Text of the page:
product, 230—and a species of moss, 231
—notices of red snow seen in various
countries, 232—remarks on Captain
Ross's accounts of Wolstenholme Sound,
Whale Sound, and Sir Thomas Smith's
Sound of Baffin, 233—236—examination
of Captain Ross's inconsistencies in his
account of Lancaster Sound in Baffin's
Bay, 237—244—extract and sketch of
it, from Lieut. Parry's private journal,
244,245, notes—Captain Ross's justifica
tion of his conduct, 246, 247—examina-
tion of it, 247—253—description of the
country, on the westerly point of Lan-
caster Sound, 253—remarks on the con-
duct of Captain Ross, 254—256—state-

ment of the advantages resulting from the
voyage, 256—262.

S.

Saccheous (John), an intelligent Eskimaux,
biographical notice of, 217—219.

Sago-tree, described, 335.

Saving Banks' Act, remarks on the impo-
licy of, 422.

Schlegel (Frederick), Lectures on the His-
tery of Literature, 271—his character of
Aristophanes, 271—273—probable rea-
son why he selected Socrates as the ob-
ject of ridicule in his Clouds, 273.

Scottish Lowlands, popular fictions of, of
Teutonic origin, 97, 98.

Shelley, (P. B.) Laon and Cythna, cha-
racter of, 461—remarks on the tendency
of the poetical school to which he be-
longs, 460—character of his Revolt of
Islam, 461—beautiful stanzas from that
poem, 462—reasons why it never can
become popular, ib.—specimen of Mr.
Shelley's philosophical creed, 463—and
of his aversion to Christianity, 464—re-
marks on his political system and designs,
as displayed m his poem, 465—471.

Slave-holding system, in America, evils of,
10. 132.146,147.

Slavery, perpetuated in Kentucky, in defi-
ance of law, 153—barbarous treatment
of a negro slave there, 154—curious ad-
vertisements for slaves, 130, 131. 154,
155.

Snow (Red), found by Captain Ross, ac-
count of, 229—its colouring matter
proved to be a vegetable product, 230—
and a species of moss, 231—notices of
red snow, seen in various countries, 232.

Society, state of, at New York, 127—130
at Boston, 141—at Philadelphia, 146,
147—in Kentucky, 154—156—and at
New Orleans, 157—159.

Socrates, character of, by M. Schlegel, 271
—273—portrait of the philosopher as re-
presented by Aristophanes in the Clouds,
295—300—proofs that he did not write
to ridicule Socrates, but the sophists of
that time, 311—316—remarks on the
character of Socrates, 319,320.

Sophists (Greek), principles and practices
of, exposed, 289—291—were ridiculed
by Aristophanes, 311—316.

Spain, remarks on the popular fictions of,
95.

Statutes of the United Kingdom, 398—lawr
originally simple, ib.—causes of theis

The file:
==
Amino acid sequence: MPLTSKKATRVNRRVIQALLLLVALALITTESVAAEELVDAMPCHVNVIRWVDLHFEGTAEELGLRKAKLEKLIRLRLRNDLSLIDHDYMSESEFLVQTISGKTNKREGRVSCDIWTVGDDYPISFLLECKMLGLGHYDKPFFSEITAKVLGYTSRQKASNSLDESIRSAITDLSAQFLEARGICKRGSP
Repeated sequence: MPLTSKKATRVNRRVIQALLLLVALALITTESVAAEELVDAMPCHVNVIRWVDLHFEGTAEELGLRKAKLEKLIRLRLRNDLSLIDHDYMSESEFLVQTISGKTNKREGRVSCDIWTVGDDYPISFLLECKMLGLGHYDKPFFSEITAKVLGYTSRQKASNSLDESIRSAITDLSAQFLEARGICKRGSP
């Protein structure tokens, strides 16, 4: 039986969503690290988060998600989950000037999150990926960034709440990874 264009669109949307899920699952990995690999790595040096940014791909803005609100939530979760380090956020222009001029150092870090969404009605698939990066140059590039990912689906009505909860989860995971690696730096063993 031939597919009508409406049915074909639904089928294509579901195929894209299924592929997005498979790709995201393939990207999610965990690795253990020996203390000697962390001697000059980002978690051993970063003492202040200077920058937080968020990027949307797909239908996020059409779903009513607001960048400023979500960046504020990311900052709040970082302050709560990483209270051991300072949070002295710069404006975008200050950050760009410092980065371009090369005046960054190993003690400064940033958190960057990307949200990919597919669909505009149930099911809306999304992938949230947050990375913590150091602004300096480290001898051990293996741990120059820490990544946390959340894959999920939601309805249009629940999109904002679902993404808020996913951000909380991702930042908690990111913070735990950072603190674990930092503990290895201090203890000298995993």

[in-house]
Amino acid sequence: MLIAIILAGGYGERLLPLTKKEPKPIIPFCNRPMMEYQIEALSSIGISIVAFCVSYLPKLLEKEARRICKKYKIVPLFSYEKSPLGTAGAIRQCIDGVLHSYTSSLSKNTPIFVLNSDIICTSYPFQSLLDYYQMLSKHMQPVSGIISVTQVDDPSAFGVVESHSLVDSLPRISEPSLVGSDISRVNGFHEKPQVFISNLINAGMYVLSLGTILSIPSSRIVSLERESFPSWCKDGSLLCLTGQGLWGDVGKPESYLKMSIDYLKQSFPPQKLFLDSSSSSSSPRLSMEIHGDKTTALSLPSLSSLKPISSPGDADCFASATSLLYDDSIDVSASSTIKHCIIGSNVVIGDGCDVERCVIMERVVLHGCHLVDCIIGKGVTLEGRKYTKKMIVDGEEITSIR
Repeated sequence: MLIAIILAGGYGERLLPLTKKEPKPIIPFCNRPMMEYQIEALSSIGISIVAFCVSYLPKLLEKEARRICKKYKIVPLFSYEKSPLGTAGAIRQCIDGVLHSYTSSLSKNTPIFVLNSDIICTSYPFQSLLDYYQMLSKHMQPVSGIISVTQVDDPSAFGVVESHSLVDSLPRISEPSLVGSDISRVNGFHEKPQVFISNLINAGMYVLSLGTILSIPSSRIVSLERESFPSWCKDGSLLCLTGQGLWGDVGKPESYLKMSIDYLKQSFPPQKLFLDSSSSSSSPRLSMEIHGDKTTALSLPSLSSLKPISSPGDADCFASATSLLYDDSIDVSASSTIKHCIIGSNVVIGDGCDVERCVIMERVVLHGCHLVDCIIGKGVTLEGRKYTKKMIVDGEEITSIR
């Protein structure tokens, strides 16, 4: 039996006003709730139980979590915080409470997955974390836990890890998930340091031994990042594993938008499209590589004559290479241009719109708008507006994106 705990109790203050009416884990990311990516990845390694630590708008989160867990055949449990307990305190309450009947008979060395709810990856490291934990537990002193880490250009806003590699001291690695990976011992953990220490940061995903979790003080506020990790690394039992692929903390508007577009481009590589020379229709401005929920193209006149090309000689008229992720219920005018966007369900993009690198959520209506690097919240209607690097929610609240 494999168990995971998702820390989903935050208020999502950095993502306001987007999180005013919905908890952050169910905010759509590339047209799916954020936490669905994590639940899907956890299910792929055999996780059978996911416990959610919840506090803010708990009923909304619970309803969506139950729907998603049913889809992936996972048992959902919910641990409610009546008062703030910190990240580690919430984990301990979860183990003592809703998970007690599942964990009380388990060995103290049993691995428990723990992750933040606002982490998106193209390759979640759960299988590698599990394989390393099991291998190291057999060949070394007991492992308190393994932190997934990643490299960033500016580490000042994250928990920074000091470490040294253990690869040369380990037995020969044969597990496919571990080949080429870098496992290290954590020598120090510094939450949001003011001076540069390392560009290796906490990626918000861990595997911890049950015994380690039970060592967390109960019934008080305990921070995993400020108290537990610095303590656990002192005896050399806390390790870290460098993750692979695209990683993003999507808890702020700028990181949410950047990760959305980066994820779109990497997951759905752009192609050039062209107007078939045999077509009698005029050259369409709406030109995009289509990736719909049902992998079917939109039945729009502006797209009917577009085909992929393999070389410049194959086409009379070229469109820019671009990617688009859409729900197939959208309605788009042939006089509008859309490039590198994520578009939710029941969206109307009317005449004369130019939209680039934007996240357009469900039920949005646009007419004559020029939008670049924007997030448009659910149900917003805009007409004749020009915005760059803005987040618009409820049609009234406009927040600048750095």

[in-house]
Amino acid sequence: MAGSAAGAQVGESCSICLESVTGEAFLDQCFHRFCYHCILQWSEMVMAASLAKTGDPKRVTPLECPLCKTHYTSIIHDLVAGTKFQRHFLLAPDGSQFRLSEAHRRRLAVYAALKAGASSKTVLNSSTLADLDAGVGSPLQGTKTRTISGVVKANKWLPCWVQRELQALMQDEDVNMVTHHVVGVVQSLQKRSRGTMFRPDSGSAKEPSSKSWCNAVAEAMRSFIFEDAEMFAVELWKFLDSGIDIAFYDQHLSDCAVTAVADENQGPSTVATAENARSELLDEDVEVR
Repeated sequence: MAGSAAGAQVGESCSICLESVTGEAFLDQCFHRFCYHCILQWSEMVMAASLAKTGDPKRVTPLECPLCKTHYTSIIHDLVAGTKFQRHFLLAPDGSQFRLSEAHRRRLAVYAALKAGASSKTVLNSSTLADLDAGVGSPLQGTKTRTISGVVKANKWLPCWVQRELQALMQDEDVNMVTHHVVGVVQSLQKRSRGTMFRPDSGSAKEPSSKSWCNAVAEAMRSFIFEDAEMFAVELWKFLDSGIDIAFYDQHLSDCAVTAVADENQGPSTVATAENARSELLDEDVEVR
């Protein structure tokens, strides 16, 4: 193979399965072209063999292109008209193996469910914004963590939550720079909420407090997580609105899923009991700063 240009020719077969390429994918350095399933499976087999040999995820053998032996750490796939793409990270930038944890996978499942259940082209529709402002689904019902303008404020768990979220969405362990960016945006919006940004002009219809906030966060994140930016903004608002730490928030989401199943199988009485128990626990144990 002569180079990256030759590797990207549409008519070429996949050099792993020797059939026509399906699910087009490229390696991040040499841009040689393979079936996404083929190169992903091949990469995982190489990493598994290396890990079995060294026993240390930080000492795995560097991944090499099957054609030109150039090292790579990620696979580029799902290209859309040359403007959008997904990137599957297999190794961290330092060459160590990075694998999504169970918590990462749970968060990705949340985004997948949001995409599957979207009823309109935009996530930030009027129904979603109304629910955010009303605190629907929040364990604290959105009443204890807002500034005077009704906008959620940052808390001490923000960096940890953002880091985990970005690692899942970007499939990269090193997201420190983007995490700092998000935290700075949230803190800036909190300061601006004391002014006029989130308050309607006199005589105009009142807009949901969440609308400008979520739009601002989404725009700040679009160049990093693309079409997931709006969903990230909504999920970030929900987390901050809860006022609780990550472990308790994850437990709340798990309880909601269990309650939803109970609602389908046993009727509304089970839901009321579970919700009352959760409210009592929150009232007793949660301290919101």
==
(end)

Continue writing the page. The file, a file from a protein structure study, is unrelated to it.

subsequent complexity, 399—increasing
bulk of the English statute law, 405,406
—remarks on its causes, the number of
revenue laws, 406—409—of laws grant-
o 2 ing
ing bounties on exportation and importa-
tion, and prohibiting exportation and im-
portation for a limited or unlimited time,
410—412—the number of local acts of
parliament, 413—of particular acts, 414
—and of temporary acts, 415, 416—
these enactments not sufficiently watched
by members of parliament, 416—obser-
vations on the careless and inaccurate
language in which the statutes are usually
drawn up, 417—419—excessive love of
legislation, the most powerful cause of the
increase and imperfection of our statute
laws, 419—430.

Swiss, capricious taste of, in their church-
yards, 395.

T.

Tasso's Gerusalcmmc, analysis of, 550—
553—character of his Amiuta, 554—ob-
servations on his genius and misfortunes,
555, 556.

Tassoni's Secchia Rapita, design and cha-
racter of, 506—503.

Taxes, a few heavy ones, preferable to
many and vexatious small ones, 409.

Tea, how dried, in China, 87—reasons why
the tea-plant cannot be cultivated else-
where, 88.

Temperature of the Arctic regions, observa-
tions and experiments on, 259, 260.

Temporary arts of parliament, evils of the
increased number of, considered, 413—
416.

Teutons, remarks on the popular fictions of,
93—the popular tales of England and of
the Scottish Lowlands, probably of Teu-
tonic origin, 97.

Thuvy (L. H.) Description des Catacombes
de Paris, 359. See Catacombs, Ceme-
teries.

Tom Thumb, notice of the popular tradition
respecting, 101.

Toussaint L'Ouverture, character of, 440—
his rise to power, 441—anecdote of his
integrity, 442, 443—his excellent disci-
pline, 443—prosperity of St. Domingo,
ib. 444—account of the expedition sent
against him under General Le Clerc, 444,
445— pacification concluded between the
blacks and the French, 446—Toussaint

treacherously seized by order of Buona-
parte, carried to France, and put to
death, 447.

Tradition (unauthoritative), importance of,
illustrated, 353—357.

Turtle-fishery of South America, described,
347—349.

U.

Universities, claims of, to eleven copies of
every work, considered, 202—proofs of
the oppressive results to literature, 202—
204—strictures on tho specious argu-
ments urged in behalf of the claims of
the universily of Cambridge, 200, 201—
the rapacious claims of certain universi-
ties exposed, 206, 207.

Vampire-bat, described, 70.

Vanity (American), specimen of, 24.

Variation of the magnetic needle, experi-
ments on, 257, 258.

Vitruvius, plan of the work of, on architec-
ture, 28—character of him, 29, 30—in-
correct state of the MSS. of his work, 31
—analysis of Mr. Wilkins's translation of
it, with remarks, 32—40.

W.

Welsh, remarks on the popular fictions of,
94.

Whisllecraft (Messrs.) Prospectus of a Na-
tional Poem, 486—specimens of it with
remarks, 498—503—advice to the au-
thor, 508.

Wilkins (William), the civil architecture
of Vitruvius, translated, 25—notice of
his introduction, 31—35—analysis of his
translation, with remarks, So'—40.

X.

Xenophon, character of, 316—318.

Y.

Youth, total insubordination of, in Ame-
rica, 8, 9,

Z.

Zurla (Abate), Disscrtazioni di Marco Polo,
&c. 177—defective plan of his work,
179.